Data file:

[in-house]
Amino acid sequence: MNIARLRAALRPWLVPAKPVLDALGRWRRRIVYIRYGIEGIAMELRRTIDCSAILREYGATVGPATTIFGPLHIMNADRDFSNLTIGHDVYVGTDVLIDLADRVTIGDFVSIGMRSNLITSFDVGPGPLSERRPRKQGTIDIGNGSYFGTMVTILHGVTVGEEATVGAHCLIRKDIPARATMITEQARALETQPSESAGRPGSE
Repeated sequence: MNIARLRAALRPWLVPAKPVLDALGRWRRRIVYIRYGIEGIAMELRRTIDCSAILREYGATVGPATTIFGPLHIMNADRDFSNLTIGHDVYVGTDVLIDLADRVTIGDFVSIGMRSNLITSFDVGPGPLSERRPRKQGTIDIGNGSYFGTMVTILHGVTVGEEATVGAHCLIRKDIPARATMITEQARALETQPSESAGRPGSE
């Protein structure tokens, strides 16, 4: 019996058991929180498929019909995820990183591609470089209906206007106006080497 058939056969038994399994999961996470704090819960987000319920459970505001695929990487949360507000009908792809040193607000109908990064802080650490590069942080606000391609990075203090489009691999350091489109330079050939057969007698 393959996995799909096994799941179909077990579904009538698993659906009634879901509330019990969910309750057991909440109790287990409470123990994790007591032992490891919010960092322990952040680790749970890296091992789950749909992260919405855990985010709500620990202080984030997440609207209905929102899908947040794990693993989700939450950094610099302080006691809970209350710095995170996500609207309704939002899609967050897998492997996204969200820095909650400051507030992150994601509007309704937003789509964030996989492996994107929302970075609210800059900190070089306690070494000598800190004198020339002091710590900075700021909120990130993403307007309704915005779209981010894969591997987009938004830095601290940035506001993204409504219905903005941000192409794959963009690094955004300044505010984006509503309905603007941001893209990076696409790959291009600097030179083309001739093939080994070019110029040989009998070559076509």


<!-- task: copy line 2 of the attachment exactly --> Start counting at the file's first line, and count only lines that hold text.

Amino acid sequence: MNIARLRAALRPWLVPAKPVLDALGRWRRRIVYIRYGIEGIAMELRRTIDCSAILREYGATVGPATTIFGPLHIMNADRDFSNLTIGHDVYVGTDVLIDLADRVTIGDFVSIGMRSNLITSFDVGPGPLSERRPRKQGTIDIGNGSYFGTMVTILHGVTVGEEATVGAHCLIRKDIPARATMITEQARALETQPSESAGRPGSE